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“Exit, exit, exit!” fizzes Dutch bank ING. Clearly, the excitement over Europe’s most arcane currency battle is reaching feverish levels.
The tussle over the Czech Republic’s upper limit on its currency – the koruna – has been fascinating
nerds specialist observers, including hedge funds, for months. Thanks in part to the soaring price of potatoes (no, really), the question over when the Czech central bank will buckle is now becoming more intense.
Right now, the Czech National Bank prevents the euro from trading under 27 to the koruna by buying foreign currencies. But with reserves building at a blistering pace and inflation picking up fast, the case for dumping the limit before the mid-year guidance is growing more credible.
In his apparent excitement, ING’s Petr Krpata writes:
In our view, the optimal timing for the CNB’s exit from the FX floor is the first week of April (during an extraordinary monetary policy meeting), ahead of the publication of the Czech March CPI on 10 April (likely to be again above the 2% target).
In our view, the CNB FX interventions are too high (€45bn since September 2016), its balance sheet is ballooning and unlike in prior years, the current FX intervention is no longer justified from both an economic and inflation targeting point of view. Waiting beyond 10 April will likely induce further inflows into the koruna and raise the issue of the likely future accounting losses for the CNB and CNB capitalisation levels.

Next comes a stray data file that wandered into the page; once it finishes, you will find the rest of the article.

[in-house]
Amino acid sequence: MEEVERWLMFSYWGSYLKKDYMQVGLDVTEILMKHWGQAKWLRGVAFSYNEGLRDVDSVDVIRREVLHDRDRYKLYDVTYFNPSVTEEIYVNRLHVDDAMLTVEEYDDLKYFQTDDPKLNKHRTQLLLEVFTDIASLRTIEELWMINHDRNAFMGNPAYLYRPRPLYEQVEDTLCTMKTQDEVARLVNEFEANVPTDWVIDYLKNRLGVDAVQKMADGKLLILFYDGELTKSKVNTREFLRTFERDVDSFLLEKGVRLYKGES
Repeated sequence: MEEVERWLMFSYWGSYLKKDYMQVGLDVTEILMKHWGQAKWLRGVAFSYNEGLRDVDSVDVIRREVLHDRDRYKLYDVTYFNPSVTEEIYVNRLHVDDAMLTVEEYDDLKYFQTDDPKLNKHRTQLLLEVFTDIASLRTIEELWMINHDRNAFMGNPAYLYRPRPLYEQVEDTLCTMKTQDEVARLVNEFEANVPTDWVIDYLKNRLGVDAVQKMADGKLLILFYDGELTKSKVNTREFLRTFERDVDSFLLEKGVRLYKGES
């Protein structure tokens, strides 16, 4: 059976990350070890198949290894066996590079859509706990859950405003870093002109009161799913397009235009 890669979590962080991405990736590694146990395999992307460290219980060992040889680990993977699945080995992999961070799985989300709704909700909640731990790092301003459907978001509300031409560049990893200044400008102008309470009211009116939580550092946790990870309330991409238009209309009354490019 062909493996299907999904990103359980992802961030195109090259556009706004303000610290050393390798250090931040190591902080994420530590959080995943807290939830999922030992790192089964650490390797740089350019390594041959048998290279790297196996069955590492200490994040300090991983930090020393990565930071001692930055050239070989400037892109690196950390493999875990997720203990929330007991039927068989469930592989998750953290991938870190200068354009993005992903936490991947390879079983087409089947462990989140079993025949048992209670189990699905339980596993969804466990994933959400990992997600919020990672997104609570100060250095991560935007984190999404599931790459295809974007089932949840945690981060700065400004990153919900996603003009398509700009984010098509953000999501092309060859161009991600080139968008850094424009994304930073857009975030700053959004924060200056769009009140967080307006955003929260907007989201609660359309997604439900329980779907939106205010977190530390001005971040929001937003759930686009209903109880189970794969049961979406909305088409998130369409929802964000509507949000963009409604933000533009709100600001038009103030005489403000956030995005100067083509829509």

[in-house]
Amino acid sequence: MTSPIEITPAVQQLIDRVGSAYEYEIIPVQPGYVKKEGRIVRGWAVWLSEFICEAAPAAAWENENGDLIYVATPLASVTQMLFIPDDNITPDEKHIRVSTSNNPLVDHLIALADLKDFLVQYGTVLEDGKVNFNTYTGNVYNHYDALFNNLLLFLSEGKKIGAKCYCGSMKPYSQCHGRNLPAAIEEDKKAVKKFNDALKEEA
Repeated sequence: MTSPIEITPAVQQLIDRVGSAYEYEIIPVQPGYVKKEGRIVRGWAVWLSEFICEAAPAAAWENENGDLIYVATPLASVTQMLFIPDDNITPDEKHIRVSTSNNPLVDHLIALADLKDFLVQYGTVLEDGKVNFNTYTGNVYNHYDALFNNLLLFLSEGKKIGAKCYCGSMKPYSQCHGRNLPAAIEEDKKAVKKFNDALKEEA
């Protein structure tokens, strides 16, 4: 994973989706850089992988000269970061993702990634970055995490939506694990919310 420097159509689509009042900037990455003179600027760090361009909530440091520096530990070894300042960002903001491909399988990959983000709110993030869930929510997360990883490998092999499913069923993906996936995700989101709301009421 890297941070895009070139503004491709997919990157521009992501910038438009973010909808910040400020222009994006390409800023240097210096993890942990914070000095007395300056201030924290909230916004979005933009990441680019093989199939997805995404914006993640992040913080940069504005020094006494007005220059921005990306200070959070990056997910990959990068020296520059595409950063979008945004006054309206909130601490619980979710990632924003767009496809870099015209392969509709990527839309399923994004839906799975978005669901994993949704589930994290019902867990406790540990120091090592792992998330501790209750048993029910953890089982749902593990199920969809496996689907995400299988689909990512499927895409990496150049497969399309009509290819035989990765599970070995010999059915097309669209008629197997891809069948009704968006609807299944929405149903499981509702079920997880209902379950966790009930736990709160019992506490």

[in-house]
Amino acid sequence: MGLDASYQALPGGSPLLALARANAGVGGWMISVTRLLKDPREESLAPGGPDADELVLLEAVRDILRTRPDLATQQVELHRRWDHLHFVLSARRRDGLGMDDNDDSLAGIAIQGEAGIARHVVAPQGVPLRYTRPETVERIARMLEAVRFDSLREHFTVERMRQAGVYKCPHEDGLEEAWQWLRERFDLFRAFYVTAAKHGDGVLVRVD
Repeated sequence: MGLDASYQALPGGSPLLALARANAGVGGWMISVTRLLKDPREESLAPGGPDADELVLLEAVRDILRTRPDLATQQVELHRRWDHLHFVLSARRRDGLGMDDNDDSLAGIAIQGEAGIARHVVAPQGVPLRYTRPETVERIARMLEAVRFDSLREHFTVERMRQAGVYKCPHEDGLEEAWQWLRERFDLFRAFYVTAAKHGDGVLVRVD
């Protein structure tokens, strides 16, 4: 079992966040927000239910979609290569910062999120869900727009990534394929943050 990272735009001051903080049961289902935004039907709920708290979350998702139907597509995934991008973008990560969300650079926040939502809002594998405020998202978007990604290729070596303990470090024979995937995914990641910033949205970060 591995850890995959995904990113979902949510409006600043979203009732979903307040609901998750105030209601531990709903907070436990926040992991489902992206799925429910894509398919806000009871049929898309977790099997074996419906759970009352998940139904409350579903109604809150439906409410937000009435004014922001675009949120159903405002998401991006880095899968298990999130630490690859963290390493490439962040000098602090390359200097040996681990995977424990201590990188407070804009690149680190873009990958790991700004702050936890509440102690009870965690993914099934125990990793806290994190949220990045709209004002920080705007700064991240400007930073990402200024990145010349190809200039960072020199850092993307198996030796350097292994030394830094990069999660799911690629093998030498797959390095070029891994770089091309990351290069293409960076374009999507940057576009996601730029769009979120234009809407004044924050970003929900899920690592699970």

So, mark your diaries.
The bank adds:
We expect the CNB to look though the initial post exit EUR/CZK volatility, at least during the first hours/days after the exit. We believe that the CNB will be comfortable with initial EUR/CZK moves in the scale of around +/- 5%, but moves worth close to double digits (10%+) would likely make the central bank more uncomfortable.
Commerzbank has also pulled forward its expected exit point. Having previously pencilled in no move before the end of June, it now thinks the second quarter is in play. Writes Tatha Ghose:
Earlier, we had no strong reason not to go with [the central bank's] guidance that it would end the floor around the middle of the year. But since then, two notable developments have occurred:
First, Czech inflation has surprised powerfully to the upside.
Secondly, the ECB itself appears to be taking a more constructive view of growth in the euro zone. A clear shift in judgement about the balance of probabilities certainly appears to have occurred.
The central bank has a ‘hard guidance’ to keep the floor until the end of this month. Thereafter, it has no formal commitment, only ‘soft guidance’ that the most likely timeframe for exit is around the middle of 2017.
Now, the only reason that CNB would hold on to the floor beyond the end of Q1 would be to ensure that the inflation upswing is ‘real’ and not a temporary commodity price driven spike. But, if this difference – between prompt exit after the end of Q1, and later exit after the end of Q2 – will be dictated by evolving judgement about the sustainability of higher inflation, then in our view, recent CPI data and ECB remarks are unambiguous in their implication.